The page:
Thursday, June 01, 2006

X-Men: The Last Stand

Wolverine, Magneto, Professor X, Storm, Phoenix, Mystique, Rogue, Angel, Beast, Colossus, Juggernaut...confused yet? If so, it might be a good idea to watch 2000's X-Men, and 2003's X-Men 2 before you head out to X-Men: The Last Stand, the third (and final?) film in the popular franchise. While entertaining enough if you're mutant-savvy, the film packs the story of over 10 lead characters into just an hour and a half, and those who wouldn't know the difference between an "Iceman" and a "Pyro" could get lost. It might also help to take along your own "comic geek" - as mine came in awfully handy!

The plot concerns the discovery of a so-called "cure" for mutant DNA, which worries Professor Charles Xavier (Patrick Stewart), the leader of the X-Men, who wants to promote tolerance and acceptance between mutants and humans; and downright repulses his old enemy Magneto (Ian McKellen), who believes mutants need to obliterate homo sapiens before they themselves are wiped out. It's time for the mutants to take a stand - with whom will they side?

The film's second storyline is the return of Jean Grey (Famke Janssen), apparently killed off at the end of X2, but back here as her "alternate personality" the Phoenix, with telepathic and telekinetic powers greater than any other living mutant. The fight to save her from herself occupies most of Wolverine's (Hugh Jackman) time onscreen.

The first two X-Men films were smart sassy takes on what could have been just another superhero cash-in. This had much to do with director Bryan Singer, and the inspired casting of British greats Stewart and McKellen as old-friends-turned-enemies Xavier and Magneto, and Jackman as Wolverine. Those three return in X3, but sadly Singer does not, and his absence is as plain as Halle Berry's acting (meow!). While the first two films balanced great action set-pieces with the emotional development and motivations of their characters, the third film's script just races along, and new director Brett Ratner (Rush Hour), is unable to retain that happy medium. For example, Janssen's Jean Grey/Phoenix is supposed to be a tortured psychic, but at certain points she just looks like she's dressed for a goth club and popped a couple of Mogadons. Rattner gives a cursory nod to ethical issues raised by the genetic cure - such as is it wrong to want to make yourself "normal" - but focuses most of his energy on good old-fashioned wham bam CGI effects, such as a spectacular re-positioning of the Golden Gate Bridge.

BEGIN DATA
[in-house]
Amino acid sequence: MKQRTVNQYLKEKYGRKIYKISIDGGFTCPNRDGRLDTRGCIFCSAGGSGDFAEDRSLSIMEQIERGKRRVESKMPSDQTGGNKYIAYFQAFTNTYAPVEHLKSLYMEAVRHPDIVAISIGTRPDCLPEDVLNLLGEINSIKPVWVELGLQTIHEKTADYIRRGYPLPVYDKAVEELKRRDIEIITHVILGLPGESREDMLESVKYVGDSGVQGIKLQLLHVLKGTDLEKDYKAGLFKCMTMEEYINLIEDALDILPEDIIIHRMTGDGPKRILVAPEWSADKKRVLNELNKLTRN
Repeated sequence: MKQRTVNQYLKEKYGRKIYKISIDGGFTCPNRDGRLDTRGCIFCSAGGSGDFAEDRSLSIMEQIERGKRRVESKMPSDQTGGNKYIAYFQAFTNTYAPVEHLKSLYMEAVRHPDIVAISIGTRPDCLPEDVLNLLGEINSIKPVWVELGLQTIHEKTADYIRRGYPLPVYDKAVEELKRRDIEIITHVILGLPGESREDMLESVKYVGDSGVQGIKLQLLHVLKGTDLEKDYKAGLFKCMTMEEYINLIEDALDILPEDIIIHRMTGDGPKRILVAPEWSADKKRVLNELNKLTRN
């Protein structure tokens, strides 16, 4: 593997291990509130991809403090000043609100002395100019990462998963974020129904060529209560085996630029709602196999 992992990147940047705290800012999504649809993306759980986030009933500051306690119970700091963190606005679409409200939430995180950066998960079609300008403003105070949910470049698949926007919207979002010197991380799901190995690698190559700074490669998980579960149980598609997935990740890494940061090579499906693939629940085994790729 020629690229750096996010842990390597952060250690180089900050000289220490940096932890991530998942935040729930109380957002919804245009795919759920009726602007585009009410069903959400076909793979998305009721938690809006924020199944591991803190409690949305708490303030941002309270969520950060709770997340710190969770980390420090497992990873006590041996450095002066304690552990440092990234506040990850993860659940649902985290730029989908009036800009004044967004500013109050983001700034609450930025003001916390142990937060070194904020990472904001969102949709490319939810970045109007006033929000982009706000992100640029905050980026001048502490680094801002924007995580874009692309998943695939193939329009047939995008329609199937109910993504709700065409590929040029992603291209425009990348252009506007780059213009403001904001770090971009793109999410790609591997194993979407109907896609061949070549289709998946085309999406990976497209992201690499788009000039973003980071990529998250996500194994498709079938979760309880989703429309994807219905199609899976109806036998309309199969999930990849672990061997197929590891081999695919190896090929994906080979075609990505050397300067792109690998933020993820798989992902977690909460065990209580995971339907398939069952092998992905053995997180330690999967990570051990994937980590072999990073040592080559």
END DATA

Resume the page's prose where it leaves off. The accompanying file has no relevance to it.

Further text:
Nevertheless, a "not-quite-as-good" X-Men film is still better than much of the fare on offer at the multiplexes, and there are some great moments - most featuring Jackman and McKellen, who truly are the best two reasons for seeing these films.

X-Men: The Last Stand has been described as the last in the series, but the wonderfully open ending leaves a tantalising hint of more to come. Make sure you stay until the end of the credits!


Comic Mummy said...

Natalie, your reviews ROCK! I laughed out loud in the Omen review ("Bad Antichrist!") and thought your X-Men 3 one was spot on. I'm only bummed now I didn't stay for the end credits!!

Keep going - great stuff.

Girl Clumsy said...

Aw, thanks Comic Mummy!

I appreciate any and all feedback, and in fact am hoping to get some good film/theatre discussions going on. Maybe I need to be a bit more controversial in my reviews to encourage some spirited debate!

Cheers, Natalie.